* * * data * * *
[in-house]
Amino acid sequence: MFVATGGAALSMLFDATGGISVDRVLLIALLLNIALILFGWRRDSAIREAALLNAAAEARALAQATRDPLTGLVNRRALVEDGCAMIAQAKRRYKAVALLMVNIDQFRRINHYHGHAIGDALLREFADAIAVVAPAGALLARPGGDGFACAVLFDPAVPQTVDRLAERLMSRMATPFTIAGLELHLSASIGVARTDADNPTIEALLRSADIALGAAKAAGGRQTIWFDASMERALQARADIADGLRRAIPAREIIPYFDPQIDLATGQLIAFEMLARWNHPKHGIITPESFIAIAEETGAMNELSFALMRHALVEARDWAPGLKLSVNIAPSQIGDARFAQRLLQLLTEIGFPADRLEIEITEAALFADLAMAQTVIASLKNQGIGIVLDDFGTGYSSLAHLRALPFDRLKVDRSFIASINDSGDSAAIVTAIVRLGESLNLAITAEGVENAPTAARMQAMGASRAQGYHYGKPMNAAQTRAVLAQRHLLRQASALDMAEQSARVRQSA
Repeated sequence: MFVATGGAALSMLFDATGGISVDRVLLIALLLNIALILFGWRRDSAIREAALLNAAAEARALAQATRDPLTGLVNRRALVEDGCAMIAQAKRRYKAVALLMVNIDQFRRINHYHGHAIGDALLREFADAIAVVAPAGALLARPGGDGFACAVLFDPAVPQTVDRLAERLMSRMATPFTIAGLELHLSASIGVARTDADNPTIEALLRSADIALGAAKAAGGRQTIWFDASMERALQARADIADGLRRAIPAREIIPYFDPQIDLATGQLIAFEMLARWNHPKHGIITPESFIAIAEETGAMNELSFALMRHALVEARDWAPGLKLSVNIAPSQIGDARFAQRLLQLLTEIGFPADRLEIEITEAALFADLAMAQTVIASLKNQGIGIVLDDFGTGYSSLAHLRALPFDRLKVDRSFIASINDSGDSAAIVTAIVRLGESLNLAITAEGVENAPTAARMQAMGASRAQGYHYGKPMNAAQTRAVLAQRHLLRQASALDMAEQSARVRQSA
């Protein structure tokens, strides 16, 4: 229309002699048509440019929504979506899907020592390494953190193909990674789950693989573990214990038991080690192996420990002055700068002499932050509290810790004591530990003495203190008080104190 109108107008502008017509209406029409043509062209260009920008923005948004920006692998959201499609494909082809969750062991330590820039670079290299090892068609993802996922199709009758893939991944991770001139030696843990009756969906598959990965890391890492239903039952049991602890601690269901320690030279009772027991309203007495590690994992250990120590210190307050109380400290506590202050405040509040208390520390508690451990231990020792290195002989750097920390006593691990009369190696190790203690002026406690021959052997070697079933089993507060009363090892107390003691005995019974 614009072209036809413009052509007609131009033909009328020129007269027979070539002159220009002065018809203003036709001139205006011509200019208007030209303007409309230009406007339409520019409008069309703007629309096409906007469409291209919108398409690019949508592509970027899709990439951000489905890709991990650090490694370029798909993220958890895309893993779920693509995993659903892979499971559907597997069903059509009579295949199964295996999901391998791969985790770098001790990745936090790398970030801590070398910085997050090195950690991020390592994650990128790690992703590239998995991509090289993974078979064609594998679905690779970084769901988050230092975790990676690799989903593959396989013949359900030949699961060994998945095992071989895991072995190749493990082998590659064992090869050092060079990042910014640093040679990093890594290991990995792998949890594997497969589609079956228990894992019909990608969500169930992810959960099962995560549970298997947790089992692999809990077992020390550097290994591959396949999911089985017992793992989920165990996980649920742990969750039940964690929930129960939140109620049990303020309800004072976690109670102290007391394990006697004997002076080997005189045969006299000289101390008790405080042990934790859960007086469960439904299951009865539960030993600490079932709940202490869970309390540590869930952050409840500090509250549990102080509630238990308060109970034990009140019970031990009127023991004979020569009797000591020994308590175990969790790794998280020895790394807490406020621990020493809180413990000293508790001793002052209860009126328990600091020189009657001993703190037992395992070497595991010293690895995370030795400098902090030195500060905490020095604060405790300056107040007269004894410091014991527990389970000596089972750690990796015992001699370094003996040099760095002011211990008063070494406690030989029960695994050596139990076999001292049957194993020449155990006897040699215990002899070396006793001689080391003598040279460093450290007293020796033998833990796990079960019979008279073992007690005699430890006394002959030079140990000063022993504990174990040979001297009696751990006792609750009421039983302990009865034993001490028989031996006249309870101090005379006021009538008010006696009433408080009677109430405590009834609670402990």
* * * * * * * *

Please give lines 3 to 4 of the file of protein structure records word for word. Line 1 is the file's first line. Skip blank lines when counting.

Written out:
Repeated sequence: MFVATGGAALSMLFDATGGISVDRVLLIALLLNIALILFGWRRDSAIREAALLNAAAEARALAQATRDPLTGLVNRRALVEDGCAMIAQAKRRYKAVALLMVNIDQFRRINHYHGHAIGDALLREFADAIAVVAPAGALLARPGGDGFACAVLFDPAVPQTVDRLAERLMSRMATPFTIAGLELHLSASIGVARTDADNPTIEALLRSADIALGAAKAAGGRQTIWFDASMERALQARADIADGLRRAIPAREIIPYFDPQIDLATGQLIAFEMLARWNHPKHGIITPESFIAIAEETGAMNELSFALMRHALVEARDWAPGLKLSVNIAPSQIGDARFAQRLLQLLTEIGFPADRLEIEITEAALFADLAMAQTVIASLKNQGIGIVLDDFGTGYSSLAHLRALPFDRLKVDRSFIASINDSGDSAAIVTAIVRLGESLNLAITAEGVENAPTAARMQAMGASRAQGYHYGKPMNAAQTRAVLAQRHLLRQASALDMAEQSARVRQSA
């Protein structure tokens, strides 16, 4: 229309002699048509440019929504979506899907020592390494953190193909990674789950693989573990214990038991080690192996420990002055700068002499932050509290810790004591530990003495203190008080104190 109108107008502008017509209406029409043509062209260009920008923005948004920006692998959201499609494909082809969750062991330590820039670079290299090892068609993802996922199709009758893939991944991770001139030696843990009756969906598959990965890391890492239903039952049991602890601690269901320690030279009772027991309203007495590690994992250990120590210190307050109380400290506590202050405040509040208390520390508690451990231990020792290195002989750097920390006593691990009369190696190790203690002026406690021959052997070697079933089993507060009363090892107390003691005995019974 614009072209036809413009052509007609131009033909009328020129007269027979070539002159220009002065018809203003036709001139205006011509200019208007030209303007409309230009406007339409520019409008069309703007629309096409906007469409291209919108398409690019949508592509970027899709990439951000489905890709991990650090490694370029798909993220958890895309893993779920693509995993659903892979499971559907597997069903059509009579295949199964295996999901391998791969985790770098001790990745936090790398970030801590070398910085997050090195950690991020390592994650990128790690992703590239998995991509090289993974078979064609594998679905690779970084769901988050230092975790990676690799989903593959396989013949359900030949699961060994998945095992071989895991072995190749493990082998590659064992090869050092060079990042910014640093040679990093890594290991990995792998949890594997497969589609079956228990894992019909990608969500169930992810959960099962995560549970298997947790089992692999809990077992020390550097290994591959396949999911089985017992793992989920165990996980649920742990969750039940964690929930129960939140109620049990303020309800004072976690109670102290007391394990006697004997002076080997005189045969006299000289101390008790405080042990934790859960007086469960439904299951009865539960030993600490079932709940202490869970309390540590869930952050409840500090509250549990102080509630238990308060109970034990009140019970031990009127023991004979020569009797000591020994308590175990969790790794998280020895790394807490406020621990020493809180413990000293508790001793002052209860009126328990600091020189009657001993703190037992395992070497595991010293690895995370030795400098902090030195500060905490020095604060405790300056107040007269004894410091014991527990389970000596089972750690990796015992001699370094003996040099760095002011211990008063070494406690030989029960695994050596139990076999001292049957194993020449155990006897040699215990002899070396006793001689080391003598040279460093450290007293020796033998833990796990079960019979008279073992007690005699430890006394002959030079140990000063022993504990174990040979001297009696751990006792609750009421039983302990009865034993001490028989031996006249309870101090005379006021009538008010006696009433408080009677109430405590009834609670402990």